All orientations are a “one-time” procedureable to be recalled at anytime with a push button
After the elements of exterior orientation have been calculated for each photo, either from the aerial triangulation adjustment or directly form the aerial triangulation adjustment or directly form absolute orientation, the photos will then be resampled into epipolar format.
Resampling to the epipolar format involves a rearrangement of the pixels in each digital photo of a stereo model in such way as to remove all the y parallax (i.e. along epipolar lines). Epipolar resampling also removes the effects of tilt, tip, and awing from the aircraft and incorporates any corrections the operator may have applied such as earth curvature, atmospheric refraction and lens distortion. This is preferred viewing mode in digital photogrammetry, significantly reducing eye strain and therefore operator fatigue. The resulting images will then be ready for stereo feature and
Digital Terrain Modelling (DTM)
Digital terrain models can be collected interactively with softcopy solution. The on-line triangle and contour generation solution allows the operator to view and manipulate, in real-time, the contours or triangles oner the collected area while staying within the model.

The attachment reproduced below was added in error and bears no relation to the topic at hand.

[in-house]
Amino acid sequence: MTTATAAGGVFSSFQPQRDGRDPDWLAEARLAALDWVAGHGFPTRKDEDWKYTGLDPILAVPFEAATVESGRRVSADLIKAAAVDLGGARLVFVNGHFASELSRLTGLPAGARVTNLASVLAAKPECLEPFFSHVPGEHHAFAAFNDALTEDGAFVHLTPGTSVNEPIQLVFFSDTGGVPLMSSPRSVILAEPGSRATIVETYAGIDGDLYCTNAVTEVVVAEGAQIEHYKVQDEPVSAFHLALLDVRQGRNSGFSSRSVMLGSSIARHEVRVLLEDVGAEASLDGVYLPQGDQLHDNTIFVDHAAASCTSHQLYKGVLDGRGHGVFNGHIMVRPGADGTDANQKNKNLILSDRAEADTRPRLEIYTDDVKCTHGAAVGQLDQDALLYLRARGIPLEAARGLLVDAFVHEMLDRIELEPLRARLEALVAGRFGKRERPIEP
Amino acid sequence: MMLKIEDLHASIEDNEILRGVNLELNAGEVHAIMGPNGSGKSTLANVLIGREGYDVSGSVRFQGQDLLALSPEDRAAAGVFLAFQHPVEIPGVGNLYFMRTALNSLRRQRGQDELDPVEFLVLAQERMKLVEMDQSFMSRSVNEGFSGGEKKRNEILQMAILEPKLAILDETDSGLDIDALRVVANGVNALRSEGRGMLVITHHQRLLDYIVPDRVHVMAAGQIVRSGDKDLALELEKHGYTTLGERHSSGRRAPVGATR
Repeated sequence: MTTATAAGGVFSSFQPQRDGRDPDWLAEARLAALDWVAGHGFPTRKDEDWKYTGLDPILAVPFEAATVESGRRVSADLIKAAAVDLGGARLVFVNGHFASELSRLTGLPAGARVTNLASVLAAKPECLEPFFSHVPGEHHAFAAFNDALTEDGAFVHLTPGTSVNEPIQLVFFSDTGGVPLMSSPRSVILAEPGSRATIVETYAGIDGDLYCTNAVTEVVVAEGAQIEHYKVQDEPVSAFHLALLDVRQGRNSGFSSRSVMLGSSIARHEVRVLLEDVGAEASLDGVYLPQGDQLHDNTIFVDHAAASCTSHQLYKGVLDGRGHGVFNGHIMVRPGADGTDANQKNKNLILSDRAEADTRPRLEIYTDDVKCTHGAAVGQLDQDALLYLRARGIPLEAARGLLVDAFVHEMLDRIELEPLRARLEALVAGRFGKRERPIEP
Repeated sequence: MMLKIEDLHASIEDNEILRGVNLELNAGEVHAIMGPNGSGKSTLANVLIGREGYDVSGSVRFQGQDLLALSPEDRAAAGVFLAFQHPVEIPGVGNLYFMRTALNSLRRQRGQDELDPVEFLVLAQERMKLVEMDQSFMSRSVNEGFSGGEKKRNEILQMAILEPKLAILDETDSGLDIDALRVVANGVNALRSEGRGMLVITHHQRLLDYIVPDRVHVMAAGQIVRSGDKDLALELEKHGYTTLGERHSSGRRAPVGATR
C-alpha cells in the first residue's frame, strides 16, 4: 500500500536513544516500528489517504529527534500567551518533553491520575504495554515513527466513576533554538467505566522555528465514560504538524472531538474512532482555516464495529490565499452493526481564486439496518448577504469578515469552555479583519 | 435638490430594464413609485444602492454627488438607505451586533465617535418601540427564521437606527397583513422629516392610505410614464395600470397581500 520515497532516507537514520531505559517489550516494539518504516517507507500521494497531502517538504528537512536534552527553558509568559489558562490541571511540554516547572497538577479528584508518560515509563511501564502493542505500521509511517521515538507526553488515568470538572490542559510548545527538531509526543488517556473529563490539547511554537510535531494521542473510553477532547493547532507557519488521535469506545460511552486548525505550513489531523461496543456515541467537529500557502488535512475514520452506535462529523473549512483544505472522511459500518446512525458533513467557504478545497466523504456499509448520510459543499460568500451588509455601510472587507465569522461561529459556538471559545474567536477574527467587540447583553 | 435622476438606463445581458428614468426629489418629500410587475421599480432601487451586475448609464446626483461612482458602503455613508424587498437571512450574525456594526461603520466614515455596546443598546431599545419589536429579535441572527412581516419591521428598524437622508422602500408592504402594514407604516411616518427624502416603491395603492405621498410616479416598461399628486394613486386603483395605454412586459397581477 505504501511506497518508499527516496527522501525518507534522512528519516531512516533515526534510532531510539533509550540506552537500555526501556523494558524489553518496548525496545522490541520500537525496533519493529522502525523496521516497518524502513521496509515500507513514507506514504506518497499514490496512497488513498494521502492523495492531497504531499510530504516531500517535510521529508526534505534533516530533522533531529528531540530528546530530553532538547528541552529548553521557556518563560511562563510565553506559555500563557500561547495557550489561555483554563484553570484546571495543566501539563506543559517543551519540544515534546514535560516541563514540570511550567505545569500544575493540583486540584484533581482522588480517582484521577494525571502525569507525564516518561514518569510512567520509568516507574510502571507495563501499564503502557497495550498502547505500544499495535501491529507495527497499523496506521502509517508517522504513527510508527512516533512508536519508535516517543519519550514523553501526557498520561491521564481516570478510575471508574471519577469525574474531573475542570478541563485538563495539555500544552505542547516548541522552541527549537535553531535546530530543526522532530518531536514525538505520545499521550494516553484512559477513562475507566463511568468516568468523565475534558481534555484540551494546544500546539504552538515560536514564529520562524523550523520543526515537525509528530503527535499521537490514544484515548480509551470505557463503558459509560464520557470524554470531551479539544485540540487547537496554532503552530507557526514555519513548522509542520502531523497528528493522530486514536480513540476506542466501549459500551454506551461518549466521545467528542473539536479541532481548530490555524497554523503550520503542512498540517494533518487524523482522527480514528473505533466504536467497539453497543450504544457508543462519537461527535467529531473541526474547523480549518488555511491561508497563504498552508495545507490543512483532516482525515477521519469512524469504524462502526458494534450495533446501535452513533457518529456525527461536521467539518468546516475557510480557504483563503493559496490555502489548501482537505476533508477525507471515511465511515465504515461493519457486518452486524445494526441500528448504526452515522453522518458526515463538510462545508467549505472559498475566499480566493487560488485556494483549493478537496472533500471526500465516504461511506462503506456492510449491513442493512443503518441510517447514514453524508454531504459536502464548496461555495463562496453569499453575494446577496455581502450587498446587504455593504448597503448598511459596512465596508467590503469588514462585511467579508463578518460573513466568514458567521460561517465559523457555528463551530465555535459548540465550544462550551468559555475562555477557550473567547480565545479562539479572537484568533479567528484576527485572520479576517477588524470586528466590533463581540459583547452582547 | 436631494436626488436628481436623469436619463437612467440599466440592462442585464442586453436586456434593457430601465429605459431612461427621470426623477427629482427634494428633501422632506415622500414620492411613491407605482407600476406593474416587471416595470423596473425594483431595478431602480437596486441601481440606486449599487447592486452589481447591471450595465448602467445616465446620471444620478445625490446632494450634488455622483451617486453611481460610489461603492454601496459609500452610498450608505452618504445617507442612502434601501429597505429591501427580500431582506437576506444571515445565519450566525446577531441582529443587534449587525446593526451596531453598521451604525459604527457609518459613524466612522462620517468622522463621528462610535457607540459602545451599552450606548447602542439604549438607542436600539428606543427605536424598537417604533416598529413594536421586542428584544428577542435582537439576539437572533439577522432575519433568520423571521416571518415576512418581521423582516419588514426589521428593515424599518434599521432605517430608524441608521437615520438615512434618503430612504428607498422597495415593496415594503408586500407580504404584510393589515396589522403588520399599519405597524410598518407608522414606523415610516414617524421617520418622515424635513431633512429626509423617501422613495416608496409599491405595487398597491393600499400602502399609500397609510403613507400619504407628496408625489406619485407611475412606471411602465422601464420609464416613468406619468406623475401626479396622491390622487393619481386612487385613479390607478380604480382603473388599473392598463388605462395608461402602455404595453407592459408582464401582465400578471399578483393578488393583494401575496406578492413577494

DTM Point Density should be based on the nature of terrain surface and the degree of topographic resolution required. The automatic DTM generation tools will collect a DTM at user-specified grid spacing in less than 20 minutes; this saving in time (as compared to collecting the same area analytically) is one of the significant reasons why most photogrammety and mapping organizations are going for digital photogrammetry today.
Operator training is easier in digital photogrammetry environment than on any analytical environment. It is very easy to setup training files that are small yet very specific (e. g. urban areas, mountainous areas, dense vegetation areas, etc.) and have a supervisor observe at anytime that work being done on the stereo monitor without interrupting the operator.
Improved operator comfort and greater productivity
Stereo superimposition of 3D vectors
Group stereo viewing for training and supervision
Interactive DTM collection
On-line triangle and contour generation
Image correlation for assisted measurement
Digital Planimetric Mapping